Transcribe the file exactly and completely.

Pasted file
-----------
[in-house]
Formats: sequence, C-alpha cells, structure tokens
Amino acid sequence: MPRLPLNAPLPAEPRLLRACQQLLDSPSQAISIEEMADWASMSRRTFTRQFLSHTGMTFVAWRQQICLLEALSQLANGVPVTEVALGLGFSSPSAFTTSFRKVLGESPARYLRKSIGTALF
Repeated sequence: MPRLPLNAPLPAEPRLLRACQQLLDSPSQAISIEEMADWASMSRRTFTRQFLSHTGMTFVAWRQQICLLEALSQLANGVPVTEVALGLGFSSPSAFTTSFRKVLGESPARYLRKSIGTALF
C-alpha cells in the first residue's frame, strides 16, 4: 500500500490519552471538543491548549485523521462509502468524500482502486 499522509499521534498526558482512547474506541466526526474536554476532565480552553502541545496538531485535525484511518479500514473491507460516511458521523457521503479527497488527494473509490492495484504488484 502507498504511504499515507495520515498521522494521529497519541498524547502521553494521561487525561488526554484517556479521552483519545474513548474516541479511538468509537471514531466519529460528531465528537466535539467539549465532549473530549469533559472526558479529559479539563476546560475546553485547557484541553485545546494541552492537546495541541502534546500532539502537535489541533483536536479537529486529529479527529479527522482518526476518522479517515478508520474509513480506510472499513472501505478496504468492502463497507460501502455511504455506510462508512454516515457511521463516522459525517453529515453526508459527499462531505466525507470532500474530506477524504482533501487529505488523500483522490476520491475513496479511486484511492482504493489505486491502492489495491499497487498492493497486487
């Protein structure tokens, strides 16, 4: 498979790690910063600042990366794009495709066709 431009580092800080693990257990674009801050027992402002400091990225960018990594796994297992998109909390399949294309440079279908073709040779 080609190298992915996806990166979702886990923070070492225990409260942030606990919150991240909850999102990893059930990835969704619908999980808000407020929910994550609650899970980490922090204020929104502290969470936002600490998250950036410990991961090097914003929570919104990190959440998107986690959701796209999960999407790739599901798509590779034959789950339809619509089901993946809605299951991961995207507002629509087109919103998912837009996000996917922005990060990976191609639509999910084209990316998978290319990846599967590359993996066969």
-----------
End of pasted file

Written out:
[in-house]
Formats: sequence, C-alpha cells, structure tokens
Amino acid sequence: MPRLPLNAPLPAEPRLLRACQQLLDSPSQAISIEEMADWASMSRRTFTRQFLSHTGMTFVAWRQQICLLEALSQLANGVPVTEVALGLGFSSPSAFTTSFRKVLGESPARYLRKSIGTALF
Repeated sequence: MPRLPLNAPLPAEPRLLRACQQLLDSPSQAISIEEMADWASMSRRTFTRQFLSHTGMTFVAWRQQICLLEALSQLANGVPVTEVALGLGFSSPSAFTTSFRKVLGESPARYLRKSIGTALF
C-alpha cells in the first residue's frame, strides 16, 4: 500500500490519552471538543491548549485523521462509502468524500482502486 499522509499521534498526558482512547474506541466526526474536554476532565480552553502541545496538531485535525484511518479500514473491507460516511458521523457521503479527497488527494473509490492495484504488484 502507498504511504499515507495520515498521522494521529497519541498524547502521553494521561487525561488526554484517556479521552483519545474513548474516541479511538468509537471514531466519529460528531465528537466535539467539549465532549473530549469533559472526558479529559479539563476546560475546553485547557484541553485545546494541552492537546495541541502534546500532539502537535489541533483536536479537529486529529479527529479527522482518526476518522479517515478508520474509513480506510472499513472501505478496504468492502463497507460501502455511504455506510462508512454516515457511521463516522459525517453529515453526508459527499462531505466525507470532500474530506477524504482533501487529505488523500483522490476520491475513496479511486484511492482504493489505486491502492489495491499497487498492493497486487
């Protein structure tokens, strides 16, 4: 498979790690910063600042990366794009495709066709 431009580092800080693990257990674009801050027992402002400091990225960018990594796994297992998109909390399949294309440079279908073709040779 080609190298992915996806990166979702886990923070070492225990409260942030606990919150991240909850999102990893059930990835969704619908999980808000407020929910994550609650899970980490922090204020929104502290969470936002600490998250950036410990991961090097914003929570919104990190959440998107986690959701796209999960999407790739599901798509590779034959789950339809619509089901993946809605299951991961995207507002629509087109919103998912837009996000996917922005990060990976191609639509999910084209990316998978290319990846599967590359993996066969």